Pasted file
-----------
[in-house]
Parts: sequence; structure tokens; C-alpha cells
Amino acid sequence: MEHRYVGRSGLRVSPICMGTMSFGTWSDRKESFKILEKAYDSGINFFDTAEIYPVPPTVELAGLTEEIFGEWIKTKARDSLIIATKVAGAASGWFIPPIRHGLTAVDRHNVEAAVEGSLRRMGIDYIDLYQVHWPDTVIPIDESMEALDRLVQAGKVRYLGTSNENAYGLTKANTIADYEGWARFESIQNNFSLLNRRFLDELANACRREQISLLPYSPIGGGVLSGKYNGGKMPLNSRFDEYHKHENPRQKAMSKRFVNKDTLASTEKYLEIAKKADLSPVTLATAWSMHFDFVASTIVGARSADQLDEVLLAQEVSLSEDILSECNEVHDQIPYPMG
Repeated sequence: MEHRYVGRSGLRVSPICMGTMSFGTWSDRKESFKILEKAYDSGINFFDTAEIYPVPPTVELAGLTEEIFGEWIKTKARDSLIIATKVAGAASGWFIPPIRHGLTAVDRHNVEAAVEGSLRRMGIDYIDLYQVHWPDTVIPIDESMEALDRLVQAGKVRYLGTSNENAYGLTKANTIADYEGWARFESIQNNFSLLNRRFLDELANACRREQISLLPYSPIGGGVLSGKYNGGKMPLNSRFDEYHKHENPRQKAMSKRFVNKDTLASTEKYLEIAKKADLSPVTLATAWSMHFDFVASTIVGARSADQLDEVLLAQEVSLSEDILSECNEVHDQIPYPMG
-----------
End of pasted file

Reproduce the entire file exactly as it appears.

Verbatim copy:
[in-house]
Parts: sequence; structure tokens; C-alpha cells
Amino acid sequence: MEHRYVGRSGLRVSPICMGTMSFGTWSDRKESFKILEKAYDSGINFFDTAEIYPVPPTVELAGLTEEIFGEWIKTKARDSLIIATKVAGAASGWFIPPIRHGLTAVDRHNVEAAVEGSLRRMGIDYIDLYQVHWPDTVIPIDESMEALDRLVQAGKVRYLGTSNENAYGLTKANTIADYEGWARFESIQNNFSLLNRRFLDELANACRREQISLLPYSPIGGGVLSGKYNGGKMPLNSRFDEYHKHENPRQKAMSKRFVNKDTLASTEKYLEIAKKADLSPVTLATAWSMHFDFVASTIVGARSADQLDEVLLAQEVSLSEDILSECNEVHDQIPYPMG
Repeated sequence: MEHRYVGRSGLRVSPICMGTMSFGTWSDRKESFKILEKAYDSGINFFDTAEIYPVPPTVELAGLTEEIFGEWIKTKARDSLIIATKVAGAASGWFIPPIRHGLTAVDRHNVEAAVEGSLRRMGIDYIDLYQVHWPDTVIPIDESMEALDRLVQAGKVRYLGTSNENAYGLTKANTIADYEGWARFESIQNNFSLLNRRFLDELANACRREQISLLPYSPIGGGVLSGKYNGGKMPLNSRFDEYHKHENPRQKAMSKRFVNKDTLASTEKYLEIAKKADLSPVTLATAWSMHFDFVASTIVGARSADQLDEVLLAQEVSLSEDILSECNEVHDQIPYPMG